Monday, April 23, 2012

Fernand Léger

Fernand Léger is a french painter. First he was an impresionist painter but he prefered being a cubist painter with a very personally style. His principal preoccupation was the search of a new style by the opposition of the forms and the contrast of tones. From 1913 he developed a dynamic conception of painting based on the intensity of contrasts and colors. Most of his paintings have a cubist character, for example ‘Desnudos en el bosque’, one of his most import ants.
With Georges Braque and Pablo Picasso, Léger played an important role in the evolution and spread of cubism.
The next step of Léger was influenced by his experiences in the world war I. He used many symbols from the industrial world. ‘La ciudad’ is one of his most notable paintings. In his last works carried out a separation between color and drawing his figures, in this way kept robotic forms defined by black lines. One of his last works, ‘El gran desfile’ is an example of this style.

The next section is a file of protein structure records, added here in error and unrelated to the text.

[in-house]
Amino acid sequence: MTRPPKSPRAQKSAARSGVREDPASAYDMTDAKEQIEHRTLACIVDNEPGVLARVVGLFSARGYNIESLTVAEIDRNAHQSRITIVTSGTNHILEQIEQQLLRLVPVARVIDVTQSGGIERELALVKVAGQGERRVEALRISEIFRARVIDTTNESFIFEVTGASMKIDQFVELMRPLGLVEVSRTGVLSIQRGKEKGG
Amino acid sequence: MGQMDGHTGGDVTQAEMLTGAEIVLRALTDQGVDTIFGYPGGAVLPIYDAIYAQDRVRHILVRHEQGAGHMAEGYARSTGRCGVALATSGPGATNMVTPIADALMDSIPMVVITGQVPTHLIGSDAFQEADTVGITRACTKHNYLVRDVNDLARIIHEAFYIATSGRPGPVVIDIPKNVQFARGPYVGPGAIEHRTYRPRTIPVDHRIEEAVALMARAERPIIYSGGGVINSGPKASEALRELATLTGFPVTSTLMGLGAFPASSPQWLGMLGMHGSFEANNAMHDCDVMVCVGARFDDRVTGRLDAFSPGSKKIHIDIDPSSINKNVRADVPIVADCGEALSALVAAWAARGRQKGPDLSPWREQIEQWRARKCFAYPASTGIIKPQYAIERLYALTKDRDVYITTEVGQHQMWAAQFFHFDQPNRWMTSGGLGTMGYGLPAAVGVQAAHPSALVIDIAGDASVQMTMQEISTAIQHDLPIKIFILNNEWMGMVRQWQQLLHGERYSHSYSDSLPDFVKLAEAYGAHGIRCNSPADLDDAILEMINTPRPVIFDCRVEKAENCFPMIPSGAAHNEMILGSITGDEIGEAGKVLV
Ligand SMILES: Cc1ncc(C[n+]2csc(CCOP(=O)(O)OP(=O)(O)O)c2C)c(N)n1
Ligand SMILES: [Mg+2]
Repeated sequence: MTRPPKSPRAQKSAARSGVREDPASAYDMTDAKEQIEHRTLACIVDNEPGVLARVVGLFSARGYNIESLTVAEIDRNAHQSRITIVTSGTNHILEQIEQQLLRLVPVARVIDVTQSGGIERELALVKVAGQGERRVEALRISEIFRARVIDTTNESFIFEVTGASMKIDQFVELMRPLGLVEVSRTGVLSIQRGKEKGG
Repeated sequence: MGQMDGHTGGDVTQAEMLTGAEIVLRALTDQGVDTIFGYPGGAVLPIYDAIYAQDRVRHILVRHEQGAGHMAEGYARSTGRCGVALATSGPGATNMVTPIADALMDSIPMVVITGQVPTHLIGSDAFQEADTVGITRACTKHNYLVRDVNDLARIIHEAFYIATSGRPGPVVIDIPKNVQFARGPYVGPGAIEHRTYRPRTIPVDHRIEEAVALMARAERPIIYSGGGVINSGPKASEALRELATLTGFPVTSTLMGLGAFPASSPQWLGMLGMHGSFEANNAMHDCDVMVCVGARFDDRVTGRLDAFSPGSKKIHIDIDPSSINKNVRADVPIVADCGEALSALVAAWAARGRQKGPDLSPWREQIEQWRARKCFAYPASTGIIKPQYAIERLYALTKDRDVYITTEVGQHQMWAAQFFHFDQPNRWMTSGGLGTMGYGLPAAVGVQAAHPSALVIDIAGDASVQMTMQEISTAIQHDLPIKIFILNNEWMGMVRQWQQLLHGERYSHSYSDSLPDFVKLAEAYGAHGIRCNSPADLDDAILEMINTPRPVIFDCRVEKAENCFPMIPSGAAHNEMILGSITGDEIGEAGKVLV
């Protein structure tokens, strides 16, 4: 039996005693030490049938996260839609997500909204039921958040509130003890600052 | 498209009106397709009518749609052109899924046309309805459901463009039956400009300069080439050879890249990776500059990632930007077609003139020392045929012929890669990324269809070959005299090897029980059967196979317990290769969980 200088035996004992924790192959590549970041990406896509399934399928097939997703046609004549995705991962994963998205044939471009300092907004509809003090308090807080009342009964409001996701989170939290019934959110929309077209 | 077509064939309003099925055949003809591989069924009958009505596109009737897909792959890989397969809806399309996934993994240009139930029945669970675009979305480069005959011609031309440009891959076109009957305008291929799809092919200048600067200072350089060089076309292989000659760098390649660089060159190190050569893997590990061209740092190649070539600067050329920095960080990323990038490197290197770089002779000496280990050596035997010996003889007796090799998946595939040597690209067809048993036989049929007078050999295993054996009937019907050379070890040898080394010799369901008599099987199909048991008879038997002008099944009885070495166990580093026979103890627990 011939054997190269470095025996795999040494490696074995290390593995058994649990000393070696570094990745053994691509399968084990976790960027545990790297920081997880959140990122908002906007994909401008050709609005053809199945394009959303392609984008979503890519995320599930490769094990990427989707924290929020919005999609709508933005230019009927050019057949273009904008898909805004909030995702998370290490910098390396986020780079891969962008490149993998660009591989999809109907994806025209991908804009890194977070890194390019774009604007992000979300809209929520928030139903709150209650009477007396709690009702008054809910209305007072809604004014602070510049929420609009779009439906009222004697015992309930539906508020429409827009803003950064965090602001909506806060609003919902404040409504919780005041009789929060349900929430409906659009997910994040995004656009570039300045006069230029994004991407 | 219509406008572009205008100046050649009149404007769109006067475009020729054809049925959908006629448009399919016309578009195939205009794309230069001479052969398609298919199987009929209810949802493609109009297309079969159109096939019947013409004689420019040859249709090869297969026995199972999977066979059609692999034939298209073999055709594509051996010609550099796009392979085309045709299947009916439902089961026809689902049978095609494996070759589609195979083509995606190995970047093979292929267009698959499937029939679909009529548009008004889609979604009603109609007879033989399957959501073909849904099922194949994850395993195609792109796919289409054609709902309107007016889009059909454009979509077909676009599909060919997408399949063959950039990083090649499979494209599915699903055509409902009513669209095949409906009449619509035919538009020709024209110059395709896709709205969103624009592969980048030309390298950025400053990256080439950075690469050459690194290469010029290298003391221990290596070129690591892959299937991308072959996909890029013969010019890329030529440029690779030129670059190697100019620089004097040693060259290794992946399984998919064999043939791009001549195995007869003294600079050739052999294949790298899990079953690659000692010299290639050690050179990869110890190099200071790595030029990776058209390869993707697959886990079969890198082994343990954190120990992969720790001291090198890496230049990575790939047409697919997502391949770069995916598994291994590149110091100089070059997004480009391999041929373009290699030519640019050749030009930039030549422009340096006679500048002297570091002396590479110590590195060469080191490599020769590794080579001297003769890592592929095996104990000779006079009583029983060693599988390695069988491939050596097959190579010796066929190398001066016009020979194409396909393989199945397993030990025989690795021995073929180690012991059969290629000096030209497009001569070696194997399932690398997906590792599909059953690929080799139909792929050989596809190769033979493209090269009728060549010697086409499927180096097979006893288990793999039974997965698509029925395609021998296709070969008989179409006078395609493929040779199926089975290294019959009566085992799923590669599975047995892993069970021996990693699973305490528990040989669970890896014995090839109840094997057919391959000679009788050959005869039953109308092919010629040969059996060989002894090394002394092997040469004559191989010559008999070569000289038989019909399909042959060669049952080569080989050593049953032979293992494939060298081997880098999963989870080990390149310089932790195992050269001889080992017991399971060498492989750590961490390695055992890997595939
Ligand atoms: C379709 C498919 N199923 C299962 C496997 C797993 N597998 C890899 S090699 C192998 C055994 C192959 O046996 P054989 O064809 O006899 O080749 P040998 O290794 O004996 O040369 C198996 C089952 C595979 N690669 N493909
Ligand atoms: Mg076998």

This picture, called The Léger's Woman, is a cubism work of Fernand Léger. In this picture is reflected the most important aspects of the cubism. In this picture we can see a woman. The artist, Léger, has painted the woman body using characteristics of the cubism: geometrics forms, triangles and cubes. There is a cat on the legs of this woman, near a book that is opened. Léger has not used brightly colors, he prefered painting this picture with colours such as grey, yellow, black and white.

We don't like too much this picture because we prefer others which reflect the reality, like impressionist artists. This was the first time that we had heard about this artist, and we think his work is interesting and not completely bad.
On the other hand, I like that people make differente work than usual, and they paint a different vision of the world.


1 comment:

  1. Unlike "Woman with a guitar", I do like this picture. It's very clear what the picture shows and the colour used is much more striking than the one in George Braque's painting. Between this two pictures, I prefer Leger's one.